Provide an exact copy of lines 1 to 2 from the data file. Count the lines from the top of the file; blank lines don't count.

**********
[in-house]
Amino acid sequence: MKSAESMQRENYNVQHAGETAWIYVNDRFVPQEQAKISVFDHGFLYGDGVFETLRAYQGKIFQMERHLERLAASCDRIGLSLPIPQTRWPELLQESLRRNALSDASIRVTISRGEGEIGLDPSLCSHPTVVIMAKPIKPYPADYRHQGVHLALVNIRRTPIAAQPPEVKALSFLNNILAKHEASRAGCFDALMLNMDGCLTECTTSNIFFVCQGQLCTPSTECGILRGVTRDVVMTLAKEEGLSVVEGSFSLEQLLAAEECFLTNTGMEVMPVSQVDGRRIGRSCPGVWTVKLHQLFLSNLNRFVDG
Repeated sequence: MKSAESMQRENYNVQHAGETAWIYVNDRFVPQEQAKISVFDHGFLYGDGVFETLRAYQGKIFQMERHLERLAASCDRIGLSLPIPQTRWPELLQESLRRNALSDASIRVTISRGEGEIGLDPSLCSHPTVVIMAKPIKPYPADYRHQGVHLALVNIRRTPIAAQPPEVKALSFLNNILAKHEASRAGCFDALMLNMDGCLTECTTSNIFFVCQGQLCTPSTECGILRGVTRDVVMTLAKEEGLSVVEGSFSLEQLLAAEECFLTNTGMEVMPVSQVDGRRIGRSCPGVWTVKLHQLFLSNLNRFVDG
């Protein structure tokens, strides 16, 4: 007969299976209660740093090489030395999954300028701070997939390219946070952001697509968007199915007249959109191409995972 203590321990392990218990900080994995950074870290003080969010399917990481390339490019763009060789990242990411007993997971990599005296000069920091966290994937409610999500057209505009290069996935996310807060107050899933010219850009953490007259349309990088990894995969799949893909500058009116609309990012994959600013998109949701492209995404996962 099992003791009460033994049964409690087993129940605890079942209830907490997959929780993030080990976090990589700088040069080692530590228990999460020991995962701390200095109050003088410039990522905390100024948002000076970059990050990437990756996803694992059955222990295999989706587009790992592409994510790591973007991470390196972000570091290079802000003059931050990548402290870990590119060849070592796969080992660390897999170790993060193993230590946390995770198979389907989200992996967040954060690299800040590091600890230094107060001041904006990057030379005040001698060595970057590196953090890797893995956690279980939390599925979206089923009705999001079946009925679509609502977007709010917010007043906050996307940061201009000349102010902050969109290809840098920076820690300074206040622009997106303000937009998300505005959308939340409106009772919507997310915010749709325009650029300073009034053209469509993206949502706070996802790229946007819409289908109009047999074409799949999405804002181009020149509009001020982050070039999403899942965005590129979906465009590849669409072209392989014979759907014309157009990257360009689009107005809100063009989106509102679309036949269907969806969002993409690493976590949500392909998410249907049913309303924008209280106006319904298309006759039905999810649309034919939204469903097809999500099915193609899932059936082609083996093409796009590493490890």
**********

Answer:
[in-house]
Amino acid sequence: MKSAESMQRENYNVQHAGETAWIYVNDRFVPQEQAKISVFDHGFLYGDGVFETLRAYQGKIFQMERHLERLAASCDRIGLSLPIPQTRWPELLQESLRRNALSDASIRVTISRGEGEIGLDPSLCSHPTVVIMAKPIKPYPADYRHQGVHLALVNIRRTPIAAQPPEVKALSFLNNILAKHEASRAGCFDALMLNMDGCLTECTTSNIFFVCQGQLCTPSTECGILRGVTRDVVMTLAKEEGLSVVEGSFSLEQLLAAEECFLTNTGMEVMPVSQVDGRRIGRSCPGVWTVKLHQLFLSNLNRFVDG